Over the past several weeks the media have been reporting on the rise in jobless claims due to the dislocations caused by hurricanes Katrina and Rita. The resulting upward blip in the unemployment rate has led corporate recruiters as well as some job seekers to speculate that the job market is weakening.
However, the latest figures show that jobless claims are already returning to their pre-hurricane lows. In fact, barring a major economic cataclysm, all indications are that a key demographic trend is creating conditions in which there may be too few, not too many, workers available over the next few decades.
The 78 million baby boomers have made their presence felt at every stage of their lives. They crowded our kindergartens and grade schools in the 1950s and 1960s, overwhelmed college dorms and classrooms throughout the 1960s and 1970s, and then proceeded to supply American businesses with the largest and most educated group of employees in US history.
Now, the boomers might rock our society once again - this time with their absence - as they reach retirement age.
The potential mass exodus of the boomers looms just as US employers are starting to have a harder time finding employees - the jobless rate hit a four-year low of 4.9 percent in August, right before the hurricanes hit. And the American economy is adding more than 2 million new jobs per year. The Bureau of Labor Statistics predicts that there could be as many as 5 million to 6 million more jobs than available workers by 2008, and 7 million to 10 million more jobs by 2010.
If the boomers walk out the door, they will take with them not just their numbers but their unparalleled skills, years of experience and training, plus a work ethic so strong that we had to invent terms like "workaholic" and "yuppie" to describe it.
Simply put, US businesses that wish to remain competitive must find a way to retain as many of these employees as possible. And they must do so in an era in which most workers over 65, about 85 percent at last count, are choosing not to work, even part time.
Why are so many people choosing to retire? The most obvious response is because they can. Social Security benefits, company pensions often accompanied by lifetime health benefits and supplemented by Medicare, as well as the 401(k)s that now total a staggering 1.8 trillion dollars waiting to be claimed and spent are all making it easier for people to retire.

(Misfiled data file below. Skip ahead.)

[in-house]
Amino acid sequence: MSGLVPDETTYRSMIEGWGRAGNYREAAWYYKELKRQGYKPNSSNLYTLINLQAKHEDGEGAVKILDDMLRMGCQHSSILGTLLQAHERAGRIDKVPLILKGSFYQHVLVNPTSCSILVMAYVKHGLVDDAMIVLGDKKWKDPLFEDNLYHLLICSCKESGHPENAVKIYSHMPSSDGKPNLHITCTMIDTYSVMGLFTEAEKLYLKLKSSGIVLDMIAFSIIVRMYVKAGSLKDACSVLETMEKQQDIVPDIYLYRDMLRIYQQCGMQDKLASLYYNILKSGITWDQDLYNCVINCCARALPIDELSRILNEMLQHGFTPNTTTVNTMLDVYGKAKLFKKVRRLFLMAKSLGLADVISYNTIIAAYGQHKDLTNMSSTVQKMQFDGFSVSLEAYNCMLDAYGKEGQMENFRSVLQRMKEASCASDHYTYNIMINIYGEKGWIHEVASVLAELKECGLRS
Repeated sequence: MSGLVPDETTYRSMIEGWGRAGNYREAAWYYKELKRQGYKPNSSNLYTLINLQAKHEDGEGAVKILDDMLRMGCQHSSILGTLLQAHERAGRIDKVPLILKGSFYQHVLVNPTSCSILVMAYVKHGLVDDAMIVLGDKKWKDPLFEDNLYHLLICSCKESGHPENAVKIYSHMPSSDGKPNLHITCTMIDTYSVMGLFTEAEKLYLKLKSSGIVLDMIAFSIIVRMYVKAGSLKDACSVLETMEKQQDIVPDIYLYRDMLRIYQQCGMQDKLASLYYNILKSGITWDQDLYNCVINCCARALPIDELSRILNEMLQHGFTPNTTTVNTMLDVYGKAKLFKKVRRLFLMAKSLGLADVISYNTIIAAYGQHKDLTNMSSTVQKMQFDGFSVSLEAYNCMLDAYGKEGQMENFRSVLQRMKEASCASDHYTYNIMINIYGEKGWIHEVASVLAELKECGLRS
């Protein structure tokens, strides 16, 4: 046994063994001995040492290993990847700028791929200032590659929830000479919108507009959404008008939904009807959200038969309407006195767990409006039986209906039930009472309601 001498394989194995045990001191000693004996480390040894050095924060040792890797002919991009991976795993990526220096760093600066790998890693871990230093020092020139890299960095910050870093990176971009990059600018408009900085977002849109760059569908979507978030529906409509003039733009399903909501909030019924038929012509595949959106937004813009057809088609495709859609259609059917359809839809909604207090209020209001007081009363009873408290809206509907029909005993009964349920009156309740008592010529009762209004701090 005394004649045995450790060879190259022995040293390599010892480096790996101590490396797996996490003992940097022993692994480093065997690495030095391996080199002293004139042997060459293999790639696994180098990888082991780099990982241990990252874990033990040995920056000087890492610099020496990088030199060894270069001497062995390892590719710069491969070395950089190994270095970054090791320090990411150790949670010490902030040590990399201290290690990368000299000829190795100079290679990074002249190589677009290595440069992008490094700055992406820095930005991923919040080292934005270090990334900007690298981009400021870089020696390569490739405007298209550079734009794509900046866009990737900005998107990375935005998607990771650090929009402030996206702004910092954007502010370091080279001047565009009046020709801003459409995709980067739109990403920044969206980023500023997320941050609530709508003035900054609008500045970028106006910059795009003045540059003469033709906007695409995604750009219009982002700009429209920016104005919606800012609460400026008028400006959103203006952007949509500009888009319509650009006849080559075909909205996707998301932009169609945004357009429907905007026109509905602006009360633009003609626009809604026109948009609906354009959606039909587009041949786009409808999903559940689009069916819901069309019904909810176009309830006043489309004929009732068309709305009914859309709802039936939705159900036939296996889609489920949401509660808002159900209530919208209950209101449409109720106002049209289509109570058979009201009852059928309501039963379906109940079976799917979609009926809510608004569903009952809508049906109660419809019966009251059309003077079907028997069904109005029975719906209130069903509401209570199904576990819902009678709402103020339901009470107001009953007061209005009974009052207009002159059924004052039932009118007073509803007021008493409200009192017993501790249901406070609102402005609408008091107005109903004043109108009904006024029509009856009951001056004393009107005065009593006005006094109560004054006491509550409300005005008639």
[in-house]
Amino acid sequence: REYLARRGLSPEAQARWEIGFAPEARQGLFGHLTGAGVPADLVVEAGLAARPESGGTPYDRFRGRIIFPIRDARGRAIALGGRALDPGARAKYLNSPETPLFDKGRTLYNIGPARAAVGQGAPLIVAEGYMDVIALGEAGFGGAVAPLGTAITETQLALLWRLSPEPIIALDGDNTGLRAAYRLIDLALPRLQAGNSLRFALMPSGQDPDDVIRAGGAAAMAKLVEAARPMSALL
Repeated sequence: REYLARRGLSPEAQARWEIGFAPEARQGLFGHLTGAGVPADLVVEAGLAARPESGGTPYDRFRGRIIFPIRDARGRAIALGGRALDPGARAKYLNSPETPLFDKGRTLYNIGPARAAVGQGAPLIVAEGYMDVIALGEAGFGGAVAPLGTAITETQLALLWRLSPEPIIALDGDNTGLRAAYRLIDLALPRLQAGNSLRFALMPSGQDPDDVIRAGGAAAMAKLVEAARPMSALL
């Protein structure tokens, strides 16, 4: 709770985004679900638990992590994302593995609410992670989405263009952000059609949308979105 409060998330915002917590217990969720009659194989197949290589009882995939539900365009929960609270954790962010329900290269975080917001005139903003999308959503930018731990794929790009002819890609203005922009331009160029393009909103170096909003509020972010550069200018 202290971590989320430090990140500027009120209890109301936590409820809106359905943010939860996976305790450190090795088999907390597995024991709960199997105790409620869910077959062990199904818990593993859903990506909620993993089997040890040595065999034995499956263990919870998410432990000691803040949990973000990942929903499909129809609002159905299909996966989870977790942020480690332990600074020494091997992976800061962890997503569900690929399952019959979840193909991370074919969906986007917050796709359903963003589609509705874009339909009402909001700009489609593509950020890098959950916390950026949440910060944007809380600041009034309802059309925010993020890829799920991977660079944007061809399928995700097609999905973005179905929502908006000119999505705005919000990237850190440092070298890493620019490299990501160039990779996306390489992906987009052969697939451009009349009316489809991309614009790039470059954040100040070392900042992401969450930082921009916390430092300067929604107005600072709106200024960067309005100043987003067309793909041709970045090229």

Add to this mix the lure of a very attractive postwork lifestyle. This 21st century "golden age of retirement" offers seniors fun-filled round-the-world cruises and "active adult communities" featuring year-round golf, tennis, and other sports.
Plus, boomers are more likely to see retirement as a normal lifestyle choice as they see their friends, siblings, spouses, and co-workers deciding to pursue the postwork good life.
Another factor pushing employees to retire is dissatisfaction with their jobs and their companies in today's lean and mean corporate climate. According to Gallup surveys, worker morale has never been so low.
Many companies might imagine that they can replace the departing boomers with foreign workers. But don't count on it. In India, supposedly awash with IT and science professionals to replace defecting boomers, only 6 percent of those between the ages of 18 and 24 even enroll in college.
To persuade as many boomers as possible to remain in the workforce, American companies can start by emulating Japanese companies, which are facing worker shortages caused by Japan's rapidly aging population and plummeting birth rates. Those companies encourage older workers to stay by offering them bonuses and flexible time schedules.
Chances are American employers will have to be more creative and proactive to stem boomer defections. Companies should send clear signals to their older workers that they are part of the organizations' future plans. For beginners, strike the terms "retirement" and "early retirement" from the corporate vocabulary. And include older workers in their training programs - surprisingly, recent surveys show that workers 55 and over are receiving only one-third the training hours that those 45 to 54 are receiving.
Employers should offer employees, especially those nearing retirement, the option of taking a "job hiatus" of a few months to a year. Many companies experimented with such sabbaticals during the booming late 1990s, and even today Doubleday, Nike Inc., and Intel offer such an option. A hiatus would be attractive to employees who just need a taste of extended time off - they can pursue personal development activities, enjoy some leisure, or further their education.
The oldest boomers will be eligible to collect Social Security benefits in little more than two years. Companies would be wise to develop strategies to keep their boomer employees now before these workers start walking out the door.
• Michael G. Zey, author of the forthcoming "Ageless Society," is a professor at Montclair State University's school of business.